During one recent Thursday, court watchers commented on the swiftness with which a divorced couple began dating others, about Billingsley’s hair and their love for a terminally ill man who adopted a 44-year-old man he’d known since the age of 3. One bemoaned the fact she’d missed the conclusion of a hearing because she’d been switching clothes from the washer to the dryer. She was quickly filled in.

One doesn’t have to watch Facebook very long to realize Billingsley is much loved.

“We adore her. It’s funny, we always say the Number One rule of the 446 club is we don’t talk bad about JSK,” Provence said. “That’s our thing. We made a little meme based on the Fight Club movie poster. We love how compassionate she is and how fair she is. She doesn’t make any decisions lightly. She understands the weight of her responsibility.”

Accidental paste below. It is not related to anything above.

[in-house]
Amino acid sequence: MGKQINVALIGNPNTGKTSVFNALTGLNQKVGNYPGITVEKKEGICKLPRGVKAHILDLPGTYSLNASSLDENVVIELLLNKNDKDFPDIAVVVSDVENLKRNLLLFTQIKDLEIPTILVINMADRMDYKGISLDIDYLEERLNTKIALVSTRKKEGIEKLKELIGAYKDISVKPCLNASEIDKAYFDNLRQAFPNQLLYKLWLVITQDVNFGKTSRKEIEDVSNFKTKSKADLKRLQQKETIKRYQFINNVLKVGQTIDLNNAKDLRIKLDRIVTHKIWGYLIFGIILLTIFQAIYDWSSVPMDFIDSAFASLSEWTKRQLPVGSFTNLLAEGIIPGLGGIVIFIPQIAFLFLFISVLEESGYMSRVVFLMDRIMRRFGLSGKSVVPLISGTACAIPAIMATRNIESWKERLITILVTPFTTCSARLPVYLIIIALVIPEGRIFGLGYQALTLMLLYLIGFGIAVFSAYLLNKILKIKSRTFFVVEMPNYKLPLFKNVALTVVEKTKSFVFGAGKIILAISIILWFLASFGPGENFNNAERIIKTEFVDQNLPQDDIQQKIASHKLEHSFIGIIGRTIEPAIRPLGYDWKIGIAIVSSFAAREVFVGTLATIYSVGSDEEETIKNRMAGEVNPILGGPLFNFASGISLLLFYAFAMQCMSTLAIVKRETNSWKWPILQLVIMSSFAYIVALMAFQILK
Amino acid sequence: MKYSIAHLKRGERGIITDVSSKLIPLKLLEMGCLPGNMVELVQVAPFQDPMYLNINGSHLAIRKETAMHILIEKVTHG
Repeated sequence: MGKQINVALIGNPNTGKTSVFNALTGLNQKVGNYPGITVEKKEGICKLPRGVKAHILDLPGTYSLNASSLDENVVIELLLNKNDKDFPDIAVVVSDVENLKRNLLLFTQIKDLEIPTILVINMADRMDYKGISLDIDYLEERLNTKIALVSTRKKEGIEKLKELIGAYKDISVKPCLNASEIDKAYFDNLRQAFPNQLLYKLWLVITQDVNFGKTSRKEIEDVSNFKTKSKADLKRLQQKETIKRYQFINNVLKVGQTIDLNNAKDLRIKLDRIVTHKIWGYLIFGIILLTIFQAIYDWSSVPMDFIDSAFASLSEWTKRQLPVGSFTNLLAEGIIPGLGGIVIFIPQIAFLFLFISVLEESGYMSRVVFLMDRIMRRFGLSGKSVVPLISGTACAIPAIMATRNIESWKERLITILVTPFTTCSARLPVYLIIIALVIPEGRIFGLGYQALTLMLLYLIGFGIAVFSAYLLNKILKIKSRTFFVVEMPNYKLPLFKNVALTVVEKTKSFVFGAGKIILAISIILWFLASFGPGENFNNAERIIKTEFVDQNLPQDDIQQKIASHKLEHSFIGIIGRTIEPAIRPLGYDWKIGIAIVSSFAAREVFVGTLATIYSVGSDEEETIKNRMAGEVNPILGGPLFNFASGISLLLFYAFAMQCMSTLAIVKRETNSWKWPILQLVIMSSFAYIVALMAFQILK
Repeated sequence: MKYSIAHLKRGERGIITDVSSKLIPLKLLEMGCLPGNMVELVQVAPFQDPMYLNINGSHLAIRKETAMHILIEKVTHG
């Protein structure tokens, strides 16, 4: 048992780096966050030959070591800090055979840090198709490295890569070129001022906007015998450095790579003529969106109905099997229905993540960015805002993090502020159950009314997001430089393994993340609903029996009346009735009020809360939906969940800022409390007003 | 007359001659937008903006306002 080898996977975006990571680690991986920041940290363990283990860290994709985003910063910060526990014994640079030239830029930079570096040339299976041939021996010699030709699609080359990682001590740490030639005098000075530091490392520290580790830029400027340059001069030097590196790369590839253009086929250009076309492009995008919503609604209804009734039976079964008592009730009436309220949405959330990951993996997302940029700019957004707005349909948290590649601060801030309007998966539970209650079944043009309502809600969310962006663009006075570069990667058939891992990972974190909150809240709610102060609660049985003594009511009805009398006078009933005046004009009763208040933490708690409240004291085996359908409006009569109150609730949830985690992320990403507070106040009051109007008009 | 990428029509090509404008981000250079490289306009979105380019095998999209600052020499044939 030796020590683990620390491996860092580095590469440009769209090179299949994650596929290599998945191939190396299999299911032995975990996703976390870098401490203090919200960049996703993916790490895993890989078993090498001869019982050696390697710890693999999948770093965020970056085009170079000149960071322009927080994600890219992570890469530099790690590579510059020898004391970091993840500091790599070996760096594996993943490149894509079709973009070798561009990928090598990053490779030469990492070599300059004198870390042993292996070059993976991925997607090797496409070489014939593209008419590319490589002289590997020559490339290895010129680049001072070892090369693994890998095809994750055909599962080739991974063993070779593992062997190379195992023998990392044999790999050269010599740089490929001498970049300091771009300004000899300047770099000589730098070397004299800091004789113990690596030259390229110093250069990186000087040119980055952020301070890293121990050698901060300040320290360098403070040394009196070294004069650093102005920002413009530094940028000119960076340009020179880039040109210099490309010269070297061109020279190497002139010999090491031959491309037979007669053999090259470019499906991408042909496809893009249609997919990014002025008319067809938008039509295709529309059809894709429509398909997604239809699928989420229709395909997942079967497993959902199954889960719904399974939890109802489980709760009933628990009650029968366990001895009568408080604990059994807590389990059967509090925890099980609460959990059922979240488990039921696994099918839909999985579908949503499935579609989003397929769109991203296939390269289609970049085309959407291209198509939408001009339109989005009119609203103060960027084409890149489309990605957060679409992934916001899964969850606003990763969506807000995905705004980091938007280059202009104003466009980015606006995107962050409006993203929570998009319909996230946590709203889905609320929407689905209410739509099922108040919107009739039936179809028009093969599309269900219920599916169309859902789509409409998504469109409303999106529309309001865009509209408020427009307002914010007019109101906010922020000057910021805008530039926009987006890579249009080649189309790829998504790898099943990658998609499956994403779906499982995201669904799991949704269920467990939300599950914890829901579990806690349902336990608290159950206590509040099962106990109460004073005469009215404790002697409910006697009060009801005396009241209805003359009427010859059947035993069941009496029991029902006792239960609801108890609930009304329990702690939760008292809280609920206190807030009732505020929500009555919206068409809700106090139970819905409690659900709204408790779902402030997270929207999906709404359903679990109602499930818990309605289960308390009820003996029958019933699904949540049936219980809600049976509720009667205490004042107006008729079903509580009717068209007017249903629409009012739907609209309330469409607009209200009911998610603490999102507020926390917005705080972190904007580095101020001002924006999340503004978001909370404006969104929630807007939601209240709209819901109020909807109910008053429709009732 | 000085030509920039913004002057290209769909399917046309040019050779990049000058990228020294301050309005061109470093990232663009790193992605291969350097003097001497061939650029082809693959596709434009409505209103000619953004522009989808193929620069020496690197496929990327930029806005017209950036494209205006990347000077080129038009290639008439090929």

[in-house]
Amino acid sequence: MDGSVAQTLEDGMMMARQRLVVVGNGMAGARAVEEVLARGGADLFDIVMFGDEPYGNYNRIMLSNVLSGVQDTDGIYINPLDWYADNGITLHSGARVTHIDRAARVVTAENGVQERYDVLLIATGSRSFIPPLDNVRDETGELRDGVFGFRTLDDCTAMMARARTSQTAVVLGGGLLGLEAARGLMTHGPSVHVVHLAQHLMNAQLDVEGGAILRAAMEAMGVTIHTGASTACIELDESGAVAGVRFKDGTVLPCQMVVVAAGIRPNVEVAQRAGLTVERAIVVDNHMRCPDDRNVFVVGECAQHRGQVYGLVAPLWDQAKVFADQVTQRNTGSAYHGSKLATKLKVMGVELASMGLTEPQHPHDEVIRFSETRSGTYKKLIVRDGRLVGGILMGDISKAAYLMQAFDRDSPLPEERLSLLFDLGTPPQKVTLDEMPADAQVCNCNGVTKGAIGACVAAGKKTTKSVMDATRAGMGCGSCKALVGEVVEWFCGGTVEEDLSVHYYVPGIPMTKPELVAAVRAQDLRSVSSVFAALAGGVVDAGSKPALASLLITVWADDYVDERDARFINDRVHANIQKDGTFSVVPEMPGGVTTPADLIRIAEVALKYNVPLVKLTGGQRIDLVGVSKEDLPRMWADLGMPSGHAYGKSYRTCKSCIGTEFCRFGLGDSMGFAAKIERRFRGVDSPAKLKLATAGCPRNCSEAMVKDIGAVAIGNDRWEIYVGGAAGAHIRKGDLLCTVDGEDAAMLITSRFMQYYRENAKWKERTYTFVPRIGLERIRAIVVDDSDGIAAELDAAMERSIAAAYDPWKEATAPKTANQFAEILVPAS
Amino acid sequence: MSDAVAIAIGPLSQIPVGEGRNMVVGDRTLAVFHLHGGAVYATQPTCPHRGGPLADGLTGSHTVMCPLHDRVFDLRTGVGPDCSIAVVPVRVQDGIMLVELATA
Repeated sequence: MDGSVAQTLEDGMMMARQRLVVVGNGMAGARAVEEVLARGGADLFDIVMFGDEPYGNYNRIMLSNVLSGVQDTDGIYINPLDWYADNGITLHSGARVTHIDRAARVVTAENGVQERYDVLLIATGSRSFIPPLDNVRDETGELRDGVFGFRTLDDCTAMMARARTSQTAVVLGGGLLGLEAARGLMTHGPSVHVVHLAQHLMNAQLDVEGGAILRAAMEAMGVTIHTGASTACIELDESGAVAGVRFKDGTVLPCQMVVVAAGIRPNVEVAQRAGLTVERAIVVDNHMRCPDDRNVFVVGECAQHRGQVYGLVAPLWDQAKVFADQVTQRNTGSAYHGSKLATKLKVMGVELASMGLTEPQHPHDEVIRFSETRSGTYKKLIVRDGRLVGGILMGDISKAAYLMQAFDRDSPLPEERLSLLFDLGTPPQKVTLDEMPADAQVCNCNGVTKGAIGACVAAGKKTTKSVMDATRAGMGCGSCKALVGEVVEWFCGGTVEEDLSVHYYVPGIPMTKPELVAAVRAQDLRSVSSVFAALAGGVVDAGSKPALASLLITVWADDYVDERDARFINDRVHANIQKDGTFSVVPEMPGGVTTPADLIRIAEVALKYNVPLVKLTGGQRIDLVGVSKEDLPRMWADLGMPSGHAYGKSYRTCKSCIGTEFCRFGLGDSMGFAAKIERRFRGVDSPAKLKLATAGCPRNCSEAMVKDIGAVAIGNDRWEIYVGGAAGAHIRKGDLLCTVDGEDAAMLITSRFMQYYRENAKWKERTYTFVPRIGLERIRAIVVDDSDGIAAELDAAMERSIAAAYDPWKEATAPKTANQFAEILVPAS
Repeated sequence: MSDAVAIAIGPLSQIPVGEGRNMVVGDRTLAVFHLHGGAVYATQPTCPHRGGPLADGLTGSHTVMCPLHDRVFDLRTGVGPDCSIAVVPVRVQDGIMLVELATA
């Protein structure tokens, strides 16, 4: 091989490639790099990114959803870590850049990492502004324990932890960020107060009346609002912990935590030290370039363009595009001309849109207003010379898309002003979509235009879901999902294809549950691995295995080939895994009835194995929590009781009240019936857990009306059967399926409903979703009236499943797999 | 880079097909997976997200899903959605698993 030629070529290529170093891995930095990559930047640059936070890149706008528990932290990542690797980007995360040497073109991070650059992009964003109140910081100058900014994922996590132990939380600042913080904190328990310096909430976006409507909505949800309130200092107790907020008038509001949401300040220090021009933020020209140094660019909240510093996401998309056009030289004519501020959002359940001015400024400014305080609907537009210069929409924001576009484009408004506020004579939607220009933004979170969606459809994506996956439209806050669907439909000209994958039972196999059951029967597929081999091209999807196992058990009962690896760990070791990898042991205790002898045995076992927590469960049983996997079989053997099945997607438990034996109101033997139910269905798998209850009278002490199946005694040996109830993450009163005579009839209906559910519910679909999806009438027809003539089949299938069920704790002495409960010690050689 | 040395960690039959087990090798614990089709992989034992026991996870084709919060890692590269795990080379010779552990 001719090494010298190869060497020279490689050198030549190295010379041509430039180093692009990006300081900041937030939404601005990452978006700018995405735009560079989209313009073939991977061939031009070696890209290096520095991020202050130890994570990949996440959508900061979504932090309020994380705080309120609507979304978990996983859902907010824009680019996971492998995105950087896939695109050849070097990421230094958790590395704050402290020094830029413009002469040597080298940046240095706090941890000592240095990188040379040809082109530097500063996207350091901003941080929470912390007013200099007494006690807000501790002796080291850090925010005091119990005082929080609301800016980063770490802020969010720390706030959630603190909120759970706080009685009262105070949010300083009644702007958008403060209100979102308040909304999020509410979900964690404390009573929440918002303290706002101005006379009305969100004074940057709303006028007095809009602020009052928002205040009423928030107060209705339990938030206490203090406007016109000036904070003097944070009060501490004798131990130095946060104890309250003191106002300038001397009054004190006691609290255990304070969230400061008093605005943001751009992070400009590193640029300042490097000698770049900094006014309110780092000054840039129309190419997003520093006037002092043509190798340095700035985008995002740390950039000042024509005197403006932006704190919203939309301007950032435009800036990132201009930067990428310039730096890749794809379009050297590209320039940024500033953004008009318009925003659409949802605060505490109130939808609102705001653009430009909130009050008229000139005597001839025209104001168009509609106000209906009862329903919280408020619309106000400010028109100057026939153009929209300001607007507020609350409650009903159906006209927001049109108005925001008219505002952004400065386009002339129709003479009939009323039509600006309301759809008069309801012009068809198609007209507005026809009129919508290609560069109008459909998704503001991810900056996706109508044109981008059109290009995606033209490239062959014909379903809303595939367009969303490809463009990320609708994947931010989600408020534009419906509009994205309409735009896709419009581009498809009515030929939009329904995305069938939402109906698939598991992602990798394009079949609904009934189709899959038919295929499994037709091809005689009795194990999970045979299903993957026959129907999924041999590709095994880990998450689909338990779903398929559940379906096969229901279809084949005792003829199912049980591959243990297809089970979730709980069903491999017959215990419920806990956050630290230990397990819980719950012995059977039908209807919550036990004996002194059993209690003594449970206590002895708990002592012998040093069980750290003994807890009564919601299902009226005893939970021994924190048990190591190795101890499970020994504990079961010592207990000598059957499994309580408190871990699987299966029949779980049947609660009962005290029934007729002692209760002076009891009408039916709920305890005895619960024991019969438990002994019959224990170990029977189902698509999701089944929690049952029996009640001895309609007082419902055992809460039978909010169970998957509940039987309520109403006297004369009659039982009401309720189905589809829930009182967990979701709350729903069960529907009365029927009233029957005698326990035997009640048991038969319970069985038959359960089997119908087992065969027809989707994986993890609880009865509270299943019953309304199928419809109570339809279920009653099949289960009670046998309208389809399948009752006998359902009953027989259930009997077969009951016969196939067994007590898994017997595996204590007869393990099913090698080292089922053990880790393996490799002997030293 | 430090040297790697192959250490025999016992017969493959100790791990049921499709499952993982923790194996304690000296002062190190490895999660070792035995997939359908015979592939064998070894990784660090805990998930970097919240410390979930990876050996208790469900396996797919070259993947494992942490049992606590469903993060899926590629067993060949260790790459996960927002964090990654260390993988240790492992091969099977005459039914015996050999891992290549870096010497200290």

Those who watch Billingsley have come to appreciate how consistent she is in her rulings, Provence said. In fact, Provence said she created 30 Bingo cards filled with common Billingsley quotes and shared them with members who played Bingo while watching court.

Her most common phrases? “Well, neither of you came to my table with clean hands” and “Court orders mean something or they don’t and I assure you, they do.”

District Judge Sara Kate Billingsley flips a highlighter for a photo in her chambers Tuesday afternoon, Feb. 15, 2022, at her home in Odessa. Billingsley said Zoom court fans that watch her proceedings have pointed out that the judge tends to flip her highlighter at telling times during her cases. (Odessa American/Eli Hartman)